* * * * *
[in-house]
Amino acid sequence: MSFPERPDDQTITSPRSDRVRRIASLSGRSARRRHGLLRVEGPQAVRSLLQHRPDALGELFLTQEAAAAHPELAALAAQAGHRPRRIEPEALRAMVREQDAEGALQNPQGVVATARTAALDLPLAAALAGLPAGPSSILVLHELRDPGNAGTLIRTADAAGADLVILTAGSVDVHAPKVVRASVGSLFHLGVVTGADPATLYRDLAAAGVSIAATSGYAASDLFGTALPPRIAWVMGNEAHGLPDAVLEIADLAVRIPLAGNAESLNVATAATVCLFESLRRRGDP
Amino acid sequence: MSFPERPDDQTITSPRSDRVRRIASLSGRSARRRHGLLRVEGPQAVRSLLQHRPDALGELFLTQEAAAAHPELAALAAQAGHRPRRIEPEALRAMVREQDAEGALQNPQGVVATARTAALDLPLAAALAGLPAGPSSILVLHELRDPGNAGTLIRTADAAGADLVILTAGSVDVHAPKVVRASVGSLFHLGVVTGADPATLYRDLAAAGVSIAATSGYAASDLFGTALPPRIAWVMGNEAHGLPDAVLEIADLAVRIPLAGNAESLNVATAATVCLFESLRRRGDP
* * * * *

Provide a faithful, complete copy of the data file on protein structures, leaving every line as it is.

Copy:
[in-house]
Amino acid sequence: MSFPERPDDQTITSPRSDRVRRIASLSGRSARRRHGLLRVEGPQAVRSLLQHRPDALGELFLTQEAAAAHPELAALAAQAGHRPRRIEPEALRAMVREQDAEGALQNPQGVVATARTAALDLPLAAALAGLPAGPSSILVLHELRDPGNAGTLIRTADAAGADLVILTAGSVDVHAPKVVRASVGSLFHLGVVTGADPATLYRDLAAAGVSIAATSGYAASDLFGTALPPRIAWVMGNEAHGLPDAVLEIADLAVRIPLAGNAESLNVATAATVCLFESLRRRGDP
Amino acid sequence: MSFPERPDDQTITSPRSDRVRRIASLSGRSARRRHGLLRVEGPQAVRSLLQHRPDALGELFLTQEAAAAHPELAALAAQAGHRPRRIEPEALRAMVREQDAEGALQNPQGVVATARTAALDLPLAAALAGLPAGPSSILVLHELRDPGNAGTLIRTADAAGADLVILTAGSVDVHAPKVVRASVGSLFHLGVVTGADPATLYRDLAAAGVSIAATSGYAASDLFGTALPPRIAWVMGNEAHGLPDAVLEIADLAVRIPLAGNAESLNVATAATVCLFESLRRRGDP